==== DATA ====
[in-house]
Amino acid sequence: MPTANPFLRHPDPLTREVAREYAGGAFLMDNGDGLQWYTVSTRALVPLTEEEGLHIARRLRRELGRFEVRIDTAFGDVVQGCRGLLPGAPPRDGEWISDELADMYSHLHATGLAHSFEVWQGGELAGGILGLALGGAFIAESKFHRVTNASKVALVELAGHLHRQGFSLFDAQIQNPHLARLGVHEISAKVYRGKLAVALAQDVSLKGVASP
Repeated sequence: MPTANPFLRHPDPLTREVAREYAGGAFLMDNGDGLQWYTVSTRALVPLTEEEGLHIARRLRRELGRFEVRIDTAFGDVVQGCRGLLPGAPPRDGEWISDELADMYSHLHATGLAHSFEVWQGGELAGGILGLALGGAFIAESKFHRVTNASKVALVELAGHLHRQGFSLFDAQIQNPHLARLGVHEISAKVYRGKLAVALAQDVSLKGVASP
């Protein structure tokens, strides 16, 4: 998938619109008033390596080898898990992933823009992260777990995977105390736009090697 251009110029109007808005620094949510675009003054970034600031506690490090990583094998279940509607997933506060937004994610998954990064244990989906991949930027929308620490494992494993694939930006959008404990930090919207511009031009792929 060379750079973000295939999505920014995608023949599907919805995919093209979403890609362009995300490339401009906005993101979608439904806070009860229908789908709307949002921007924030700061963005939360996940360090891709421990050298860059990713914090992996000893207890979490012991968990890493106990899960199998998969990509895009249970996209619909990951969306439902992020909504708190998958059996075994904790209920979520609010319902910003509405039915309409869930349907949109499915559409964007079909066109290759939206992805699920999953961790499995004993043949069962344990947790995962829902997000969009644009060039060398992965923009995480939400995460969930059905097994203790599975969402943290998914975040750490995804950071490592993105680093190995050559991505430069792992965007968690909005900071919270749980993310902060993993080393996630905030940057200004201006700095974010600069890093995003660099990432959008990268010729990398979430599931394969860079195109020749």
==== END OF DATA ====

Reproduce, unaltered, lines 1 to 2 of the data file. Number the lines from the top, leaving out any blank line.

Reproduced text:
[in-house]
Amino acid sequence: MPTANPFLRHPDPLTREVAREYAGGAFLMDNGDGLQWYTVSTRALVPLTEEEGLHIARRLRRELGRFEVRIDTAFGDVVQGCRGLLPGAPPRDGEWISDELADMYSHLHATGLAHSFEVWQGGELAGGILGLALGGAFIAESKFHRVTNASKVALVELAGHLHRQGFSLFDAQIQNPHLARLGVHEISAKVYRGKLAVALAQDVSLKGVASP